The second-to-last place I wasn't going any time soon was Havana.  (Moscow was first).  Not least because, all of sudden, the Cubans were pushing it.

"Sure you know Rick," I said.  "You met him at that dinner party we had at Saigon Gourmet.  He's a good writer.  I'd assign him anyway, so it’s better he makes the trip and evaluates the material you have in Havana."

"Maybe I meet Rick again," said Fernandez. 

Next, the Flakester's own agenda, the reason he had phoned me three times to arrange this rendezvous:  

Fernandez handed me a photocopy of an invitation to a reception inaugurating the new offices in Washington, D.C. of a brand new outfit calling itself The Free Cuba Embassy, to take place February 6th, seven p.m.

Flakester launched himself into a spluttering fit about the audacious absurdity of such a so-called embassy.  

Then he made his pitch:  "We like you to attend this reception, meet some people."

"What people?"

"Jorge Garcia," said Fernandez.  "He is boss of this group."

Flakester requested that I ingratiate myself with Garcia for the purpose of infiltrating the Cuban American National Foundation.  

"Identify the guys," he said.  "Know the environment."

Fernandez recounted to me that on a recent flight to Washington from Miami he had found himself seated near Jorge Garcia. 

"I prepared myself psychologically," said Fernandez, a solemn expression on his droll face.  Garcia recognized Fernandez from Cuban Interests and struck up a conversation; they exchanged pleasantries while Flakester stained his shorts.

Once he had my tentative agreement to spy on the opposition for him, Flakester agreed to provide me with the names of others, beside Garcia, whom I should target.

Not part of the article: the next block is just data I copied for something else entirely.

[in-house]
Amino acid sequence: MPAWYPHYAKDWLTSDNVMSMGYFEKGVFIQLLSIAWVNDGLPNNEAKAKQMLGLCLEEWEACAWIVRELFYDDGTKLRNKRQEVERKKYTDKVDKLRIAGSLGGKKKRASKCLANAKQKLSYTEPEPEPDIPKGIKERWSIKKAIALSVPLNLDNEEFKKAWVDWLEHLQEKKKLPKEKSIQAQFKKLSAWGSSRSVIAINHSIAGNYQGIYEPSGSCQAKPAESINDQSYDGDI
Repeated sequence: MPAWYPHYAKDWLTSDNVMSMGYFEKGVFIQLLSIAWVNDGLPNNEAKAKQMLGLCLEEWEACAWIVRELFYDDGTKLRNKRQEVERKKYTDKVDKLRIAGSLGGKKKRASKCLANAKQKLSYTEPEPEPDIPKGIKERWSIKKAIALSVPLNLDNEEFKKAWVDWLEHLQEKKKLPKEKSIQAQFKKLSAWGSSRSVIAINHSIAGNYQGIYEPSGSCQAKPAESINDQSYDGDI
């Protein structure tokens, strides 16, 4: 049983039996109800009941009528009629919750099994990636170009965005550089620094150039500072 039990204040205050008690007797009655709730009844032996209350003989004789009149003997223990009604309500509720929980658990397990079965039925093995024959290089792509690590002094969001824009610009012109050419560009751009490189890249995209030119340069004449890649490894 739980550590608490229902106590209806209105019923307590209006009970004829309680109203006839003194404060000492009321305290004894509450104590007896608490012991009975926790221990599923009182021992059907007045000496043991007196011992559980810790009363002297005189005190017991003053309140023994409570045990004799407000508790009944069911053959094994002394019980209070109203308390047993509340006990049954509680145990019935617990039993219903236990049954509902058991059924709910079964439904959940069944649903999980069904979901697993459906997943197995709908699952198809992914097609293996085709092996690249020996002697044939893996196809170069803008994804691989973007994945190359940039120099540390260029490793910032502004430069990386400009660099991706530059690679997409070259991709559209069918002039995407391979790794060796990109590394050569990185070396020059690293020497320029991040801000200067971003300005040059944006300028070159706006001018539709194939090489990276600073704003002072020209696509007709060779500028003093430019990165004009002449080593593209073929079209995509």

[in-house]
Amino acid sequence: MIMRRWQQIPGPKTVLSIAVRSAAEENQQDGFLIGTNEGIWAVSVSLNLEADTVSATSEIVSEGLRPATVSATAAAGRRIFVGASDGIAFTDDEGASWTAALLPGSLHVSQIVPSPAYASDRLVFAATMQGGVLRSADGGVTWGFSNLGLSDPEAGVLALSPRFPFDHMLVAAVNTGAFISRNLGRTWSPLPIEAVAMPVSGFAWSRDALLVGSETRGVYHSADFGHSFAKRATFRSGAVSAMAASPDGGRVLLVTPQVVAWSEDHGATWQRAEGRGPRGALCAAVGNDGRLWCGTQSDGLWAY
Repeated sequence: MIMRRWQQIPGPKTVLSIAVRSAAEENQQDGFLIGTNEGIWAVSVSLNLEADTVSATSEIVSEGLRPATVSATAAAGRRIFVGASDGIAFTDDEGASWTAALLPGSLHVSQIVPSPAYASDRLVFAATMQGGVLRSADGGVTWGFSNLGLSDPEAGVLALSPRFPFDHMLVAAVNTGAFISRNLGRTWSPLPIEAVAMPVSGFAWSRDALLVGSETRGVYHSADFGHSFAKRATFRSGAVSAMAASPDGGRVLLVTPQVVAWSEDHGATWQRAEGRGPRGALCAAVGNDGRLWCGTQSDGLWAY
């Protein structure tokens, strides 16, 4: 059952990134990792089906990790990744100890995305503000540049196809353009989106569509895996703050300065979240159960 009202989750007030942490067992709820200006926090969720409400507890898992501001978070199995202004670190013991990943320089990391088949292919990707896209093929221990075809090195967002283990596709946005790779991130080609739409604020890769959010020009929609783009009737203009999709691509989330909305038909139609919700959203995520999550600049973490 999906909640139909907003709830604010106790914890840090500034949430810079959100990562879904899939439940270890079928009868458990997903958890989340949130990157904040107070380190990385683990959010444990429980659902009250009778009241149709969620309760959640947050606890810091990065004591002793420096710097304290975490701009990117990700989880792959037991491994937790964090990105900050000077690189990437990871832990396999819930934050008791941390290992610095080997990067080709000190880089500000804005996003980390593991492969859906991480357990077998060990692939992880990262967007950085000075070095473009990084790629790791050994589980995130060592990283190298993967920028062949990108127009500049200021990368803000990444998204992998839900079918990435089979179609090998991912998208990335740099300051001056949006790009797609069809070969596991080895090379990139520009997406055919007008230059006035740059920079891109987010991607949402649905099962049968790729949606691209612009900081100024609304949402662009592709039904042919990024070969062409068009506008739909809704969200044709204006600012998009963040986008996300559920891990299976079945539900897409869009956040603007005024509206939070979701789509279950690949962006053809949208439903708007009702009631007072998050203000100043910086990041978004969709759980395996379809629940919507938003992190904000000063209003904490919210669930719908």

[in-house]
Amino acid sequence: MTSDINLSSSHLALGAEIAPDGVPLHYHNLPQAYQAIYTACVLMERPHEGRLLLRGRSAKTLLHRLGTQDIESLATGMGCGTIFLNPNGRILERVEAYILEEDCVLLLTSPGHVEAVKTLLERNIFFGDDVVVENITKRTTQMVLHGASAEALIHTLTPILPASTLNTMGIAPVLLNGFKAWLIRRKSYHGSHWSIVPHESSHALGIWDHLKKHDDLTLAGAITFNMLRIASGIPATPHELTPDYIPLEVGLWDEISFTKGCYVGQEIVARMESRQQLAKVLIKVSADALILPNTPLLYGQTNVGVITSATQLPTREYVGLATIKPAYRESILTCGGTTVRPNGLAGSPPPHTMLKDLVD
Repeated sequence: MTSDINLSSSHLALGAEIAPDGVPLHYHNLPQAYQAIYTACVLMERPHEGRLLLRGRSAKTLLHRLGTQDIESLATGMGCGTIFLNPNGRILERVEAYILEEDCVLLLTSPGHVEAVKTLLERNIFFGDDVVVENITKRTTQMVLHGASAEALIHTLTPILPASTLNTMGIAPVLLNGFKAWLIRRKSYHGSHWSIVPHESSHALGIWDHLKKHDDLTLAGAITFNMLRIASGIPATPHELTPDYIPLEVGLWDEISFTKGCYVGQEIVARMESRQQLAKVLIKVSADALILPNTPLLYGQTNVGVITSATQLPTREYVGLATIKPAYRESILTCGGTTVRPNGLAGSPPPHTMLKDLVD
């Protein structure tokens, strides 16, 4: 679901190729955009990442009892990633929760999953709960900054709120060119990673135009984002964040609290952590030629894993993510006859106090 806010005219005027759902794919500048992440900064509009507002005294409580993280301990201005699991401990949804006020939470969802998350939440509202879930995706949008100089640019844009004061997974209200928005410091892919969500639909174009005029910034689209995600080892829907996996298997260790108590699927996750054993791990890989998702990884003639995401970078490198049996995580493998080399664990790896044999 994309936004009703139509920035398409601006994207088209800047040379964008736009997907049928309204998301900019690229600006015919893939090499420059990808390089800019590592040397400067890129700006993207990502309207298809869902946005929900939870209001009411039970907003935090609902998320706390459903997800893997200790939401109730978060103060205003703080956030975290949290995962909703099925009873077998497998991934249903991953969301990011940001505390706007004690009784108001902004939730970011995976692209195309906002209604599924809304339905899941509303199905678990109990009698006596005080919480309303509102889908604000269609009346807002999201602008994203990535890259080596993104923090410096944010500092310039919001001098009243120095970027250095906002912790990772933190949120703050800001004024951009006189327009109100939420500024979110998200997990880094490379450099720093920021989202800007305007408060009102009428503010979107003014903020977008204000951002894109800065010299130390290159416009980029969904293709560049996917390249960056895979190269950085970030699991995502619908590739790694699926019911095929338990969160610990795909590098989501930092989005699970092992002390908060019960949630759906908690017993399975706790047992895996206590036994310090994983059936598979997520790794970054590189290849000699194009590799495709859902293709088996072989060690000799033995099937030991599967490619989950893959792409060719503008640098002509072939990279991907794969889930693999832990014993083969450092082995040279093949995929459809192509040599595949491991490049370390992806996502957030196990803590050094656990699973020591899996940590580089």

That very afternoon, this e-mail from (Luis M. Fernandez):

       1.  Jorge Mas Santos (Chairman)

      2.  Denny Hays (Executive Director in Washington)

      3.  Joe Garcia (Vice-President)

      4.  Feliciano Foyo (Treasury)

      5.  Alberto Hernandez Sarduy (Staffer)

      6.  Jose Hernandez Calvo (President of CANF)

      7.  Ninosca Perez Castellon (Speak Person)

      8.  Kick Menedez (Staffer)

      9.  Abel Hernandez (New Jersey Directive)


Of course, the FBI went nuts.  This Cuban intelligence officer was asking me, a U.S. citizen, to help him spy on other U.S. citizens on U.S. soil, a request most incompatible with his status as a diplomat.  

If the Bureau had not been so intent on assessing Flakester for possible recruitment, they would have PNG'd his butt back to Cuba, as in persona non grata.

On some Bureau-cratic level, someone decreed that I should attend the Free Cuba Embassy's reception.

I did not.

I explained my reasons to Special Agent Mike Stuberg when he telephoned me late in the evening to see how I'd made out.